Seven years ago I made my own family advent guide. Days of internet searches had delivered only overwhelmingly complicated or theologically anemic options and neither felt like they would do. It’s not impossible that the fault for these abysmal search results lay at my own feet—I may have googled myself into a Christmas corner. And yet, it seems many writers shared my longing for a season to focus on Jesus the Son of God, the Son of Mary. Less than a decade later, Advent resources abound. This year instead of asking if a helpful resource exists, the question is how to choose from so many impressive options. So if you are still considering the question of which Advent resources to make your own this season, I’d like to offer up the three that have made their way into my own home.
The Advent of the Lamb of God
by Russ Ramsey
I didn’t know I read the story of Christ’s coming in 2D until Russ Ramsey showed me what a three-dimensional reading could look like. It turns out years of repetition can take the amazement out of the miraculous without you even realizing it. But in The Advent of the Lamb of God Russ Ramsey reopens the door to astonishment. Throughout 25 chapters, Ramsey retells the story of Jesus’s arrival. That seems simple, but Ramsey’s retelling refuses to let your mind trod familiar ruts through angelic announcements and no vacancy signs. Instead, the master storyteller engages your imagination and with it your intellect. This year our family is reading a chapter or two out loud after dinner most nights. Every reading takes my breath away at one point or another. I think we may have started a new Advent tradition.
Read an Excerpt from The Advent of the Lamb of God
Heaven and Nature Sing
by Hannah Anderson and illustrated by Nathan Anderson
From the minute I heard the Andersons would be teaming up to create a book of Advent reflections I already knew it would grace my bedside table. I only just received Heaven and Nature Sing a day ago but I already count it a prize Christmas possession. Hannah Anderson writes each reflection with a connection to a place—the Appalachian mountains where she resides. The hollows and hillsides and inhabitants therein create the music of her work from start to finish. And Anderson makes certain their tune becomes part of both the discordant notes and the sweeping harmonies that mark the song of Advent. Nathan Anderson’s illustrations welcome you into each new reflection with a moment of simple wonder that acts like an invitation to quiet and prepare your mind—a gift particularly suited to art. I am already loving my Advent with the Andersons.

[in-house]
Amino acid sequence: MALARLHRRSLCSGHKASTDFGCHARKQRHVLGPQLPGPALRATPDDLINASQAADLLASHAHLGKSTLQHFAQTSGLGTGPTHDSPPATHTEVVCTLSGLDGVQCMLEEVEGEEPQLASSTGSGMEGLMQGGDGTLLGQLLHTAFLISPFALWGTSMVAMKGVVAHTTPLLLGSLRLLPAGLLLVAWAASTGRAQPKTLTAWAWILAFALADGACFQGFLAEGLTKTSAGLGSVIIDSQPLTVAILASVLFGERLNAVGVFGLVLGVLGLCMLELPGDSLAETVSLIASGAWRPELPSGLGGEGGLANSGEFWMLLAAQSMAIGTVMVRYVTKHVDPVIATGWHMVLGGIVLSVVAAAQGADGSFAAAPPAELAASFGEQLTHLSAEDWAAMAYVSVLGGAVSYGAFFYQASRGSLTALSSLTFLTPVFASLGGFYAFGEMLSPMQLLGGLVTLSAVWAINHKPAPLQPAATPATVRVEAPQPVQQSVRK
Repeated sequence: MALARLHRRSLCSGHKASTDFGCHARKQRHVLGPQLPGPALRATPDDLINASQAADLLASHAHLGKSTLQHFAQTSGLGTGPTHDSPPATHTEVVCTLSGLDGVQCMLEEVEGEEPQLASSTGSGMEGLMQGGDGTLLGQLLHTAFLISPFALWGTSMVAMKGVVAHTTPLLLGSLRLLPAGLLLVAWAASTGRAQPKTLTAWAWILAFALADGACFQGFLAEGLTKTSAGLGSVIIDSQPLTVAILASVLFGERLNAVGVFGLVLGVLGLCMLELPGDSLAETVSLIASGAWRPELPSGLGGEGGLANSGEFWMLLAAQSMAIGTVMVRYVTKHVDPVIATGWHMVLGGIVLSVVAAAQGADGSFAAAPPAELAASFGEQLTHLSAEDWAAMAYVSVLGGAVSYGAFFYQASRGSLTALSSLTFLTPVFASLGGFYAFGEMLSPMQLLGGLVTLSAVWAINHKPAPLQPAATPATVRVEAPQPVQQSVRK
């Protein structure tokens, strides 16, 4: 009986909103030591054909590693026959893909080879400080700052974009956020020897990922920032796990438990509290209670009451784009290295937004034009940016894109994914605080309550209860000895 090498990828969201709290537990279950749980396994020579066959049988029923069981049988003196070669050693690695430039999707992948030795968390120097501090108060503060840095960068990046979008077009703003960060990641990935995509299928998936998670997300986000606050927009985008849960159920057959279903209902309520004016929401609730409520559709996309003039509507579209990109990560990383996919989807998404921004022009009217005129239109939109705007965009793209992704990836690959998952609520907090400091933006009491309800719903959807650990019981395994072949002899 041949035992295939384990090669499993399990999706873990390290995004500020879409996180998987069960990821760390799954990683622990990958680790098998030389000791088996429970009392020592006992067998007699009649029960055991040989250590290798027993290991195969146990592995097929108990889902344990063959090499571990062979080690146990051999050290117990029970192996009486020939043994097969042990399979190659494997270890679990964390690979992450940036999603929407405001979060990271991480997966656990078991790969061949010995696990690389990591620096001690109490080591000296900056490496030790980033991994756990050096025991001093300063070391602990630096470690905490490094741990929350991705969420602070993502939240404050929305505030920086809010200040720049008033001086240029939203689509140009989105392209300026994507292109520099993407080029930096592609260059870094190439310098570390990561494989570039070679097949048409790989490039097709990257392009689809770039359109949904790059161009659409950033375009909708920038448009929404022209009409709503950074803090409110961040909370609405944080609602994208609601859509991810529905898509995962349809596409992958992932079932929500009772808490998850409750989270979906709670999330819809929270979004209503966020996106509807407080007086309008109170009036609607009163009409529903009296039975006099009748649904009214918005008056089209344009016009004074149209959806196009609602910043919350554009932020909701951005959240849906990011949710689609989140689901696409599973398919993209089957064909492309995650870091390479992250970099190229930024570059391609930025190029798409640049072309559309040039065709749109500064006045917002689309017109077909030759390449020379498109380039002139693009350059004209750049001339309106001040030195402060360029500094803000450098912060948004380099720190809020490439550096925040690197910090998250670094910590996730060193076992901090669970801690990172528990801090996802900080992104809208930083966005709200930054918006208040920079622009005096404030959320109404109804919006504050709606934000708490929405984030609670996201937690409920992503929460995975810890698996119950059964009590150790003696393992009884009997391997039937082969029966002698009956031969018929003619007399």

God Speaks Through Wombs
by Drew Jackson
Advent feels like just the right time to contemplate the grandest of things alongside a poet. Jackson draws you deep into the first eight chapters of Luke's gospel through poetic writing in a way I have never seen duplicated. The richness of his work makes reading God Speaks Through Wombs feel like getting the all-access pass to the mind of Luke and the heart of God. Part commentary part hymn, you leave this work feeling like you know a secret you are bound to tell far and wide.
Read an Excerpt from God Speaks Through Wombs.
Cover image by Anthony Delanoix.